Travis View, cohost of the QAnon Anonymous podcast, says he has noticed QAnon followers recently celebrating Greene, promoting her on the encrypted messaging app Telegram. “They definitely believe that Marjorie on their side,” he says, adding that they even post about ways for QAnon believers to support her.
View agrees that the media coverage of Greene is fueling much of the support she’s garnered in extremist right-wing communities. “What they like about Marjorie Taylor Greene is that it seems like the mainstream media is upset about her,” he said. “It’s more they just like anything that causes distress to the pundit class or whatever. They like that because it signals a sort of relevancy.” This leaves the news media, including this publication, in a bind: Not covering her means a powerful person is able to operate with impunity and without broad public scrutiny. But covering her, and pointing out the despicable and dishonest things she says, also elevates her profile — including among people who share her particular brand of delusion.
The issue with Greene’s role in office is not so much that she’ll serve as a front-facing legitimizing force for extremists like QAnon believers, but that her power and influence is a weather vane for the direction of the GOP in general. Put another way, compared to the 147 members of the GOP who believe that the election was “stolen” by President Biden, Greene’s political views seem terrifyingly quotidian. “It is a significant indication in the direction of the Republican party if they’re welcoming [QAnon believers like Greene] into their caucus,” says View.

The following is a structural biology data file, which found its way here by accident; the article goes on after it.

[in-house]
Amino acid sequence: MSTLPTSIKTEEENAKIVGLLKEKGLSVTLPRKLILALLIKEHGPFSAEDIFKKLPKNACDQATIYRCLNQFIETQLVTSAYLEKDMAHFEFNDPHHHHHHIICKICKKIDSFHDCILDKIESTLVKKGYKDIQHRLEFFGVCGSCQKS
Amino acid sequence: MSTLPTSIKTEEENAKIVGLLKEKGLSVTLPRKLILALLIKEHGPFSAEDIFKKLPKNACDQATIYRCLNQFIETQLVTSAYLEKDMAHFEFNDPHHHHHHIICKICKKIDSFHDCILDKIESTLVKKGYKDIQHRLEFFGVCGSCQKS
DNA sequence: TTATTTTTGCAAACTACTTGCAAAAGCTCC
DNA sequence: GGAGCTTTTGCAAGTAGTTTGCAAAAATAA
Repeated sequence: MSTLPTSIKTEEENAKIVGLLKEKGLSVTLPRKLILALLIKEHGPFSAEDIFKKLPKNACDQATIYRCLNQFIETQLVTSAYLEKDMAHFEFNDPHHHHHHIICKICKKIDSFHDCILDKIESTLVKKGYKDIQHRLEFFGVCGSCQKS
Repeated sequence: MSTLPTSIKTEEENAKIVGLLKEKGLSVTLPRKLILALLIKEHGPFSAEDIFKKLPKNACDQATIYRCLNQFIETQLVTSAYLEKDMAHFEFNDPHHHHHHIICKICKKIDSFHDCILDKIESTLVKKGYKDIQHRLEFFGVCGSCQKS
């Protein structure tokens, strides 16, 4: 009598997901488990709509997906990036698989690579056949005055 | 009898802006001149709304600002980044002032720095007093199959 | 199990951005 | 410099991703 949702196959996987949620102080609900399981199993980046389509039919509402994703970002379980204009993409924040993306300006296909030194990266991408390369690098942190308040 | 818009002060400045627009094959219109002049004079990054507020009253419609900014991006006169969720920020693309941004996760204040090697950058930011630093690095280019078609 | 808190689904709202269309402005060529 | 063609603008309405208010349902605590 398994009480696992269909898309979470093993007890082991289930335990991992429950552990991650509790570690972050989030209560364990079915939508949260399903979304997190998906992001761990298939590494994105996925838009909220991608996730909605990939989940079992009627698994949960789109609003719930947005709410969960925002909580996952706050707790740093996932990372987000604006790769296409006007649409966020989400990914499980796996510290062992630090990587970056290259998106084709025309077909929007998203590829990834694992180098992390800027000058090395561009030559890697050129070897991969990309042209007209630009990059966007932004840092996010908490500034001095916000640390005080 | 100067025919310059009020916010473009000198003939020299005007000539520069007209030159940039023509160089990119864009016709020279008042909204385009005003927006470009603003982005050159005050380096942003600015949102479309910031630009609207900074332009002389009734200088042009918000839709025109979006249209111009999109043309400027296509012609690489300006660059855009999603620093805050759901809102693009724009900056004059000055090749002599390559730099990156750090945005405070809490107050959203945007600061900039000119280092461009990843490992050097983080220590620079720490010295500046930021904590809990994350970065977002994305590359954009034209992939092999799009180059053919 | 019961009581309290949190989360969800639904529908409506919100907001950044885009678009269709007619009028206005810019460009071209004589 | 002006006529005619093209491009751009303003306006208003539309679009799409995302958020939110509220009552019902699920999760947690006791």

And within the increasingly frustrated and adrift QAnon community, which is still fumbling for ways to rationalize a Trump-led reckoning that will never come, Greene is in a unique position to take the mantle that Trump himself previously had. “The followers still are hoping for the Great Storm to happen and some of the posts I have seen as suggesting Marjorie Taylor Greene will help to make sure that happens with her current actions — impeachment papers being filed against Biden, openly continuing the false claims of election fraud, etc. Trump is still at the center of the destiny (The Great Awakening) but we can see Marjorie Taylor Greene as being seen as a possible facilitator who will assist in making that happen,” says Grisham.
With her hyper-charged rhetoric and antagonistic persona, Greene “ticks all the boxes of someone who could potentially become a thought leader in the Q community. Right now, it’s a bit rudderless, but if she started talking about it by name, that could change,” says Rothschild, such as if she started referencing Q drops or Q slogans in a non-overt way. “It’s a tricky line to walk, and she’s only been in office a few weeks — I’d say there’s plenty of her time to ingratiate herself into the upper ranks of the Q world.”